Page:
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Published on October 11, 2011

New Dictation Technology at KishHealth System

October 11, 2011 


Transcriptionists learn the new dictation system at Kishwaukee Community Hospital

Transcriptionists learn the new dictation
system at Kishwaukee Community Hospital
during a training session held on Oct. 6.
Valley West Community Hospital also held
a training session that week.

As technology in the healthcare field proliferates, old systems are continually replaced with new ones. Medical transcription is no exception, as newer technologies have improved the process, helping the collection of vital health information to be more accurate and less time consuming. Gone are the days of countless hours of recorded playback with a transcriptionist straining to understand the idiosyncrasies of each doctor’s voice and inflection, typing each line verbatim. With the new system, a clinician records his or her notes the same way as before, but is now digitally transcribed and then edited by a transcriptionist. 

The new system, Nuance eScription, will begin soon at both Kishwaukee and Valley West Community Hospitals, replacing the Dictaphone dictation system. Christine Cain, manager of Health Information Management at Valley West Community Hospital, said, “I am very excited about the implementation of speech recognition. I believe we have chosen the best speech-recognition platform in the industry, allowing us to capture as high as 90% voice recognition from our dictators.”  

With the new back end speech-recognition system, physicians and other healthcare professionals dictate into the Nuance eScription system the same way they always have. The dictation runs through voice recognition software and a draft report is sent to a medical transcriptionist. The transcriptionist then edits the draft report, rather than transcribing it, with editing taking much less time.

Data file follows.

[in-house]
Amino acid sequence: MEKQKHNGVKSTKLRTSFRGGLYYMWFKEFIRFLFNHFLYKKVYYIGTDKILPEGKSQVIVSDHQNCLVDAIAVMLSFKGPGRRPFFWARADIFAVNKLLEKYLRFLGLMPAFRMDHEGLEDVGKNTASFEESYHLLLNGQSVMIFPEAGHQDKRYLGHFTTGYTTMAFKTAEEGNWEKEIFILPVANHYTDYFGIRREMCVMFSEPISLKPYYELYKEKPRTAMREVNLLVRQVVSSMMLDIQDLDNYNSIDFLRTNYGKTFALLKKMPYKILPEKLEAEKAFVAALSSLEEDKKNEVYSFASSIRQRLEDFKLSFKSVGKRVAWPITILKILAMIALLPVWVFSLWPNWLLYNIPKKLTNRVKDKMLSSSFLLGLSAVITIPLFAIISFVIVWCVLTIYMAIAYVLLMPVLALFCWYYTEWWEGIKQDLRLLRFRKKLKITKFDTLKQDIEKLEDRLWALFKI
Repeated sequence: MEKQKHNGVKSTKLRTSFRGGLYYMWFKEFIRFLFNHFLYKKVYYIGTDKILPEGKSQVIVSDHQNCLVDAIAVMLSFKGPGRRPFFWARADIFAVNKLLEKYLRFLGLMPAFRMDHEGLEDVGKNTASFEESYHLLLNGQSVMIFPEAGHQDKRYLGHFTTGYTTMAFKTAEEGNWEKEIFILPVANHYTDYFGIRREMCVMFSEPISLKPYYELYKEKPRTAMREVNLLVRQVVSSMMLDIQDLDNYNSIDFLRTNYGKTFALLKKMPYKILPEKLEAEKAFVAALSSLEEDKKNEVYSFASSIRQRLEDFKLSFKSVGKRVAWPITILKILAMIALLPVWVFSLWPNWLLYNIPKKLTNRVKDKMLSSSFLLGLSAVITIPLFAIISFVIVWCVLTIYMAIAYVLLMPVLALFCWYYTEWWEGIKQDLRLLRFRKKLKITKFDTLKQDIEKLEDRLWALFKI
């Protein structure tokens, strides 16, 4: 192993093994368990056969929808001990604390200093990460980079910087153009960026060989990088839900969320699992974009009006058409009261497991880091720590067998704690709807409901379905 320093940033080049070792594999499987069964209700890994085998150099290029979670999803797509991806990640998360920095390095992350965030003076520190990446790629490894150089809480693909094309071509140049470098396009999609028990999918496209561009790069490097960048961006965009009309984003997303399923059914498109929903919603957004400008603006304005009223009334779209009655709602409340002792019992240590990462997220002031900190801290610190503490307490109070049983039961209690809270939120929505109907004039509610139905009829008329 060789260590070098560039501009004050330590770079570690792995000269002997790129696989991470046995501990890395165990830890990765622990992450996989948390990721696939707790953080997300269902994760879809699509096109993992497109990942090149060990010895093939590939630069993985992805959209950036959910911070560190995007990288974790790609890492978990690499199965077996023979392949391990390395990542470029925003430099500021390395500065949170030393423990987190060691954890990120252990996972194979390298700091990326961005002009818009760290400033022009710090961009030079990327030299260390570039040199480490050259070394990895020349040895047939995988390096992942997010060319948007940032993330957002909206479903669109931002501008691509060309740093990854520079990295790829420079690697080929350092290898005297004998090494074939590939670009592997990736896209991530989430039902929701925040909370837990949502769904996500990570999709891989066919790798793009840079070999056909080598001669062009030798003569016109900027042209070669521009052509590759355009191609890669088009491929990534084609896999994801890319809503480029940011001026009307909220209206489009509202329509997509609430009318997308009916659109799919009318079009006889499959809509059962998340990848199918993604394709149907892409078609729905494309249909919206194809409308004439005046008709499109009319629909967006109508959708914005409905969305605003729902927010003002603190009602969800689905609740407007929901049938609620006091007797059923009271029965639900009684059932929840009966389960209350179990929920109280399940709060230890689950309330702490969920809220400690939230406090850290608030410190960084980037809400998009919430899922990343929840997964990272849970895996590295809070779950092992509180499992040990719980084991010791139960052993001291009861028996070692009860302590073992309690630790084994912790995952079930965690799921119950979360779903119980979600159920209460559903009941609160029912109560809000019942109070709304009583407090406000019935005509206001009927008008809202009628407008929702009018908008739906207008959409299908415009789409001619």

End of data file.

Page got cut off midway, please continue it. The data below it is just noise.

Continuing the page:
Cain added, “It is a great tool to enhance our transcriptionists’ productivity, as a speech-recognized report will be edited in half the time as a traditionally transcribed report.” The new system will process doctor notes more quickly, a benefit to doctors, patients, and caregivers. “This product allows us to provide documents to the clinicians as quickly as possible for patient care decisions.” 

Mindy Kempinski, director of Health Information Management at Kishwaukee Community Hospital, said “The new system is expected to reduce transcription turnaround times, so that the reports are in the electronic medical record more quickly. We also hope to provide more consistent report turnaround times throughout the week including on weekends and holidays.” 

The new system should prove to be more cost effective as well. Kempinski said, “The health system hopes to reduce or eliminate the need for the routine use of outside services for transcription, therefore, reducing costs significantly and improving the quality of work produced by staff.”

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